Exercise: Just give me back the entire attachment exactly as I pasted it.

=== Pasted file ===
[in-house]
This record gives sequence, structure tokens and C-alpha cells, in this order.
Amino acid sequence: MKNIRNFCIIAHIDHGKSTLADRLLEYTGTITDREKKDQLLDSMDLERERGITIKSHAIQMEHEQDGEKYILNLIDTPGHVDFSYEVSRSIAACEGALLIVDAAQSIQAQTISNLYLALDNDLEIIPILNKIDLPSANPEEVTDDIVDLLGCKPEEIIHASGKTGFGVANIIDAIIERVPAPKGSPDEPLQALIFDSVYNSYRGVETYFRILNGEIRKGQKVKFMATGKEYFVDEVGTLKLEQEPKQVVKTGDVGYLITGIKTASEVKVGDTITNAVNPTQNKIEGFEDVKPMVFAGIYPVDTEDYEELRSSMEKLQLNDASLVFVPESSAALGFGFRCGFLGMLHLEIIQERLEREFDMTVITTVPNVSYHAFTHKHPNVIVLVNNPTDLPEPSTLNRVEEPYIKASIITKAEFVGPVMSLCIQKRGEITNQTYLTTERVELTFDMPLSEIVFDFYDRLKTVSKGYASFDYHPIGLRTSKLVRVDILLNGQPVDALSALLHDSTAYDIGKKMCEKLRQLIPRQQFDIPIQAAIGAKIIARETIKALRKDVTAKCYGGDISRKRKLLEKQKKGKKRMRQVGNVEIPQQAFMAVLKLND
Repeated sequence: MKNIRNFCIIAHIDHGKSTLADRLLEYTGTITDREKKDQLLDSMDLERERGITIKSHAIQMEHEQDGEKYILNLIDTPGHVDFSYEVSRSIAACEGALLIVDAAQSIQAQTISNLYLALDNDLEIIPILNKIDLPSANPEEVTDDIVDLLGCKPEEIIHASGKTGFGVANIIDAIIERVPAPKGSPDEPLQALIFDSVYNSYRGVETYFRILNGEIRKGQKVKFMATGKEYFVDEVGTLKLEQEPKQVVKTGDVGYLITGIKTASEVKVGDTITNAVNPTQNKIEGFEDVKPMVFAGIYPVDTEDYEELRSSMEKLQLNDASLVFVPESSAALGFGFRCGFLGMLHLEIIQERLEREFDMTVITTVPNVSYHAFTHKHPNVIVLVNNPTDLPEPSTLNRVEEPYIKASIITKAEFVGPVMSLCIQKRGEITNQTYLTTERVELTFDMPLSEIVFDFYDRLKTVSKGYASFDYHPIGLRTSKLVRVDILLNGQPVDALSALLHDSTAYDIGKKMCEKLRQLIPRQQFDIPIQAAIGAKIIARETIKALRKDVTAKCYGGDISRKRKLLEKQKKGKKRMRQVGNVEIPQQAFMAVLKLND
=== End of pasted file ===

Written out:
[in-house]
This record gives sequence, structure tokens and C-alpha cells, in this order.
Amino acid sequence: MKNIRNFCIIAHIDHGKSTLADRLLEYTGTITDREKKDQLLDSMDLERERGITIKSHAIQMEHEQDGEKYILNLIDTPGHVDFSYEVSRSIAACEGALLIVDAAQSIQAQTISNLYLALDNDLEIIPILNKIDLPSANPEEVTDDIVDLLGCKPEEIIHASGKTGFGVANIIDAIIERVPAPKGSPDEPLQALIFDSVYNSYRGVETYFRILNGEIRKGQKVKFMATGKEYFVDEVGTLKLEQEPKQVVKTGDVGYLITGIKTASEVKVGDTITNAVNPTQNKIEGFEDVKPMVFAGIYPVDTEDYEELRSSMEKLQLNDASLVFVPESSAALGFGFRCGFLGMLHLEIIQERLEREFDMTVITTVPNVSYHAFTHKHPNVIVLVNNPTDLPEPSTLNRVEEPYIKASIITKAEFVGPVMSLCIQKRGEITNQTYLTTERVELTFDMPLSEIVFDFYDRLKTVSKGYASFDYHPIGLRTSKLVRVDILLNGQPVDALSALLHDSTAYDIGKKMCEKLRQLIPRQQFDIPIQAAIGAKIIARETIKALRKDVTAKCYGGDISRKRKLLEKQKKGKKRMRQVGNVEIPQQAFMAVLKLND
Repeated sequence: MKNIRNFCIIAHIDHGKSTLADRLLEYTGTITDREKKDQLLDSMDLERERGITIKSHAIQMEHEQDGEKYILNLIDTPGHVDFSYEVSRSIAACEGALLIVDAAQSIQAQTISNLYLALDNDLEIIPILNKIDLPSANPEEVTDDIVDLLGCKPEEIIHASGKTGFGVANIIDAIIERVPAPKGSPDEPLQALIFDSVYNSYRGVETYFRILNGEIRKGQKVKFMATGKEYFVDEVGTLKLEQEPKQVVKTGDVGYLITGIKTASEVKVGDTITNAVNPTQNKIEGFEDVKPMVFAGIYPVDTEDYEELRSSMEKLQLNDASLVFVPESSAALGFGFRCGFLGMLHLEIIQERLEREFDMTVITTVPNVSYHAFTHKHPNVIVLVNNPTDLPEPSTLNRVEEPYIKASIITKAEFVGPVMSLCIQKRGEITNQTYLTTERVELTFDMPLSEIVFDFYDRLKTVSKGYASFDYHPIGLRTSKLVRVDILLNGQPVDALSALLHDSTAYDIGKKMCEKLRQLIPRQQFDIPIQAAIGAKIIARETIKALRKDVTAKCYGGDISRKRKLLEKQKKGKKRMRQVGNVEIPQQAFMAVLKLND